Adulthood Marriage Attitude

Being single has become very common among young adulthood and they have been placing a higher emphasis on achieving life goal, achieve financial stability, independent and so on before getting married (Kroeger). According to Carroll, Badger, Willoughby, Nelson, Madsen and Barry (2009), emerging adults primarily view marriage as a process of developing interpersonal competencies, making life-long commitments, and developing capacities to care for others.

Marriage involves adopting social norms of adult behavior and reaching financial milestones such as complete education, being employed and become financially independent from parents. However, there are only minority adults reported that sexual experience and marriage education enable them to be better prepared for future married life. Therefore, postponing of marriage is no longer a new phenomena but a very common trend among young adulthood. Blagojevic (1989) notes that a person marriage attitudes is shaped by many factor, ranging from the characteristic of society the person involved, prevailing attitudes toward marriage, to concrete condition the person socialize and experience within one’s own family. Besides, positive attitudes toward marriage normally include an idealistic “model” marriage.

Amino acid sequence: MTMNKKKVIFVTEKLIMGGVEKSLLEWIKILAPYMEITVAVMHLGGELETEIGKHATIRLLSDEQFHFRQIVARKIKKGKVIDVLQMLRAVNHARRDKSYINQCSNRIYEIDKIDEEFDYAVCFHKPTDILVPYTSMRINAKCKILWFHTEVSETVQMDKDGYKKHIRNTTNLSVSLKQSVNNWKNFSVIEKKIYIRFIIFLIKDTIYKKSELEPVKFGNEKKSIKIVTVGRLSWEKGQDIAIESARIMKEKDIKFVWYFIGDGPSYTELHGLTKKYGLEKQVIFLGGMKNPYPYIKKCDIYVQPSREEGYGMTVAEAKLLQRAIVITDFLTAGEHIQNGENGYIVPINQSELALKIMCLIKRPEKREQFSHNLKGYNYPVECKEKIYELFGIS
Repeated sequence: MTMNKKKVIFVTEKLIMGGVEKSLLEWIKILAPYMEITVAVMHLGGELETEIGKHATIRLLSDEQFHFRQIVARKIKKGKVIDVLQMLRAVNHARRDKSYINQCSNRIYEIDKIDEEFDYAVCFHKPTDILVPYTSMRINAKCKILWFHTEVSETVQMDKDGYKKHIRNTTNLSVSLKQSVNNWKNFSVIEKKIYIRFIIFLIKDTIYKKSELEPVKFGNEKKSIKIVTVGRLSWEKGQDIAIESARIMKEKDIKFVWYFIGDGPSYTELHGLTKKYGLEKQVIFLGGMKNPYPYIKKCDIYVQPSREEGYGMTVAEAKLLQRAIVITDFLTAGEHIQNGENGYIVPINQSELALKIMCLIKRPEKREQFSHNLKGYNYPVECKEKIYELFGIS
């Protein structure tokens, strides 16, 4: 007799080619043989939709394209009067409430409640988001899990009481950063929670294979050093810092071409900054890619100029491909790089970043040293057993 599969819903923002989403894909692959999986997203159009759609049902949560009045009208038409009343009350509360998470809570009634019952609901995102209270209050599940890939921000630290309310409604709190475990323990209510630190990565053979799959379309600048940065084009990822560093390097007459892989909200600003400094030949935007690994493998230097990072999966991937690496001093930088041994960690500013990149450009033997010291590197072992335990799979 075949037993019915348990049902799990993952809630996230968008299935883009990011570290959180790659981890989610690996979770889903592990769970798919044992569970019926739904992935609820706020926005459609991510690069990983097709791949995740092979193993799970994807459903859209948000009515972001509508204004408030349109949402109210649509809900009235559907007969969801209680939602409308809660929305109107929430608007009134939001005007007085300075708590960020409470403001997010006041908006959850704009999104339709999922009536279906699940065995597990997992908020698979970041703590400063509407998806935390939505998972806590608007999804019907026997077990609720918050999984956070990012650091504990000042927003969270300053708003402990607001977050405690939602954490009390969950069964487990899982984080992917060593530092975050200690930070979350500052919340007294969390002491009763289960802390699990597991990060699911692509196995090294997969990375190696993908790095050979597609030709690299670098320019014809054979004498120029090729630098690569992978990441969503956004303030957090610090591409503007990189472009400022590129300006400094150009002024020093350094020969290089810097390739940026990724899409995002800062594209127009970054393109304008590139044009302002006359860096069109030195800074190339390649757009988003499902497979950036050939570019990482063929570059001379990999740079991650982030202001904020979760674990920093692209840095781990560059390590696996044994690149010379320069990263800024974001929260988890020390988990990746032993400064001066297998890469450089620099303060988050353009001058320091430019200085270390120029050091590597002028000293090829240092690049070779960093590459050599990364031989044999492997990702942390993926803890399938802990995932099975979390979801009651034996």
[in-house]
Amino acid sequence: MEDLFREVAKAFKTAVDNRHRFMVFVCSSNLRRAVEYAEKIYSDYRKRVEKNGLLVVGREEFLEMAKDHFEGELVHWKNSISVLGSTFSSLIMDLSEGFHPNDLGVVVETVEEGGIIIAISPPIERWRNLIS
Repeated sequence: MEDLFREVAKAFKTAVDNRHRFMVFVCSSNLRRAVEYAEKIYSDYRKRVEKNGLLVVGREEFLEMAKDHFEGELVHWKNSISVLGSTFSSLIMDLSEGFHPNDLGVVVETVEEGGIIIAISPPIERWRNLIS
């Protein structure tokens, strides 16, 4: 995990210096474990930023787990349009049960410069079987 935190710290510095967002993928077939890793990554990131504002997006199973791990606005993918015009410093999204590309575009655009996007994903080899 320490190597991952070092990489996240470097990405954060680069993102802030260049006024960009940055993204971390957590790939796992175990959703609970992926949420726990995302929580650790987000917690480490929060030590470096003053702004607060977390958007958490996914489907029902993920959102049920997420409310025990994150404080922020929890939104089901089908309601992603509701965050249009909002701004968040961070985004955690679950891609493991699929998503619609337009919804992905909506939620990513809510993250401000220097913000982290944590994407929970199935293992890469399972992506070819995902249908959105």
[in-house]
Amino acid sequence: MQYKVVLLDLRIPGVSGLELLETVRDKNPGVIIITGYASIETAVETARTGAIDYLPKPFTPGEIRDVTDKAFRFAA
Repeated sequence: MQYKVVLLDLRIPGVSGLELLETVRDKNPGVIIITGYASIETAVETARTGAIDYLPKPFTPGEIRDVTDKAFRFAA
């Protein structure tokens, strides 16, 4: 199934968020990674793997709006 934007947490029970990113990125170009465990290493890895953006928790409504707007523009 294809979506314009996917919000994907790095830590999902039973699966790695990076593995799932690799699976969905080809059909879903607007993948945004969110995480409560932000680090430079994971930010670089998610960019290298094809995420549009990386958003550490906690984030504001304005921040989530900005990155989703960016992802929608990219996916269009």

In the study of Kefalas, Furstenberg, Carr and Napolitano (2011) to determine the meaning of marriage for adult, there are two types of people who get married: marriage naturalists and marriage planners. Marriage naturalists perceived marriage as the next step of a relationship and it happens naturally and it normally happens quickly without wise planning and consideration. In contrast, marriage planner are more interested in enjoying their youth, achieving goals and single lifestyle before enter into marriage. There are only 18% of adults who involved in this study being categories as marriage naturalist. It shows that majority of adults are marriage planner.